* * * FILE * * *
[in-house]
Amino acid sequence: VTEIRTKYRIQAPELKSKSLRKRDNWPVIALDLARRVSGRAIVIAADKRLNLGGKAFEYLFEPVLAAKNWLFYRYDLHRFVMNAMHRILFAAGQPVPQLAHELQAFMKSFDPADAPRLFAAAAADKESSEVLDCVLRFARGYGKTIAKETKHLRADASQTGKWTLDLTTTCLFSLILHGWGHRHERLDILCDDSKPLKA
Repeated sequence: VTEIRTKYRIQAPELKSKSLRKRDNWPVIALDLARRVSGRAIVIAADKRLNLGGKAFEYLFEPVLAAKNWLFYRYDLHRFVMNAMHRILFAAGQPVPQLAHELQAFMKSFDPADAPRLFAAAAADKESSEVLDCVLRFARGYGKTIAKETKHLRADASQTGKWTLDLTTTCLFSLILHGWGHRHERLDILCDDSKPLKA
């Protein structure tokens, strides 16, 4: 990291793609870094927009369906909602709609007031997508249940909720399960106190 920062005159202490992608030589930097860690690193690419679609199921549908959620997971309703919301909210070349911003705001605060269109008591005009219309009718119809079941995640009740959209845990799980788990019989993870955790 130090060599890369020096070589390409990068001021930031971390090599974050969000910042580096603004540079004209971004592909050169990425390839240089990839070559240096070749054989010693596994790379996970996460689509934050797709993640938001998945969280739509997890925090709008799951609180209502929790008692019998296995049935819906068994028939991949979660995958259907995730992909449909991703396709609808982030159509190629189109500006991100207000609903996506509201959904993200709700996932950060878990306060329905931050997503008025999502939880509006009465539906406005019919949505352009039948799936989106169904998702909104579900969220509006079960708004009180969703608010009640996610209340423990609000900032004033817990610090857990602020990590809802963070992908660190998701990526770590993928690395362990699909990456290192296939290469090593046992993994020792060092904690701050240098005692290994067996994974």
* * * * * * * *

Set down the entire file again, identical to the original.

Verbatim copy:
[in-house]
Amino acid sequence: VTEIRTKYRIQAPELKSKSLRKRDNWPVIALDLARRVSGRAIVIAADKRLNLGGKAFEYLFEPVLAAKNWLFYRYDLHRFVMNAMHRILFAAGQPVPQLAHELQAFMKSFDPADAPRLFAAAAADKESSEVLDCVLRFARGYGKTIAKETKHLRADASQTGKWTLDLTTTCLFSLILHGWGHRHERLDILCDDSKPLKA
Repeated sequence: VTEIRTKYRIQAPELKSKSLRKRDNWPVIALDLARRVSGRAIVIAADKRLNLGGKAFEYLFEPVLAAKNWLFYRYDLHRFVMNAMHRILFAAGQPVPQLAHELQAFMKSFDPADAPRLFAAAAADKESSEVLDCVLRFARGYGKTIAKETKHLRADASQTGKWTLDLTTTCLFSLILHGWGHRHERLDILCDDSKPLKA
């Protein structure tokens, strides 16, 4: 990291793609870094927009369906909602709609007031997508249940909720399960106190 920062005159202490992608030589930097860690690193690419679609199921549908959620997971309703919301909210070349911003705001605060269109008591005009219309009718119809079941995640009740959209845990799980788990019989993870955790 130090060599890369020096070589390409990068001021930031971390090599974050969000910042580096603004540079004209971004592909050169990425390839240089990839070559240096070749054989010693596994790379996970996460689509934050797709993640938001998945969280739509997890925090709008799951609180209502929790008692019998296995049935819906068994028939991949979660995958259907995730992909449909991703396709609808982030159509190629189109500006991100207000609903996506509201959904993200709700996932950060878990306060329905931050997503008025999502939880509006009465539906406005019919949505352009039948799936989106169904998702909104579900969220509006079960708004009180969703608010009640996610209340423990609000900032004033817990610090857990602020990590809802963070992908660190998701990526770590993928690395362990699909990456290192296939290469090593046992993994020792060092904690701050240098005692290994067996994974």